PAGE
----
SK sooner than later
FOUR years of youth disenfranchisement is a very long time. The last Sangguniang Kabataan elections were held on October 25, 2010. The term of the officials elected then ended on October 31, 2013. Elections have already been postponed three times, and for four years now, young people have been deprived of their voice and representation in local governance. During its absence, so much has happened to the SK.
The SK, as an institution, has experienced years of decline due to the influence of traditional politics and structural limitations, but it has now been overhauled. Through institutional reform and empowerment, it has finally been restored to its founding spirit of being a seedbed for youth development and youth participation.
The reform of the institution was very much anticipated because it was long overdue. The new and empowered SK is very promising. The reform cured the structural flaws of the institution, engendered participatory governance, transparency, and accountability. In the new SK regime, efficiency, effectiveness, and responsiveness are the core values. It is not only promising, it is trailblazing, because it prohibits political dynasties—a fundamental step towards political modernity.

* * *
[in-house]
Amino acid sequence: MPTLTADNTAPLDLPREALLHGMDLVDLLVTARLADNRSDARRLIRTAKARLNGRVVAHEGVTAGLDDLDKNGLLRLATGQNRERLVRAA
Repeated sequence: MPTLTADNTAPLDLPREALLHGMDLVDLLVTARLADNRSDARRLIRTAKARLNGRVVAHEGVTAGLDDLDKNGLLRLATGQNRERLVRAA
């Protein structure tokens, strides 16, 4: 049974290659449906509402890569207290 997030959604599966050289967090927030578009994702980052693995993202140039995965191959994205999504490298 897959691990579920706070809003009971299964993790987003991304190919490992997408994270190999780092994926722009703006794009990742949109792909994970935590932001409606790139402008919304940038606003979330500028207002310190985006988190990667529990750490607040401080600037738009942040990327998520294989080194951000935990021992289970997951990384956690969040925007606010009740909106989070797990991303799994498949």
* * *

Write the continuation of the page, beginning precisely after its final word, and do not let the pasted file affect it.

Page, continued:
The new SK is promising and trailblazing indeed. It would usher in a new and bright era for youth participation in governance.
But the dark clouds of elections postponement hover again.
There is a solid consensus among the members of the majority in the House of Representatives to postpone the Barangay and SK elections. The Committee on Suffrage and Electoral Reforms has decided to reschedule the barangay and SK elections to May 2018 which according to leaders of the lower house will coincide with the plebiscite on the Bangsamoro Basic Law. In their proposed legislation, incumbent barangay officials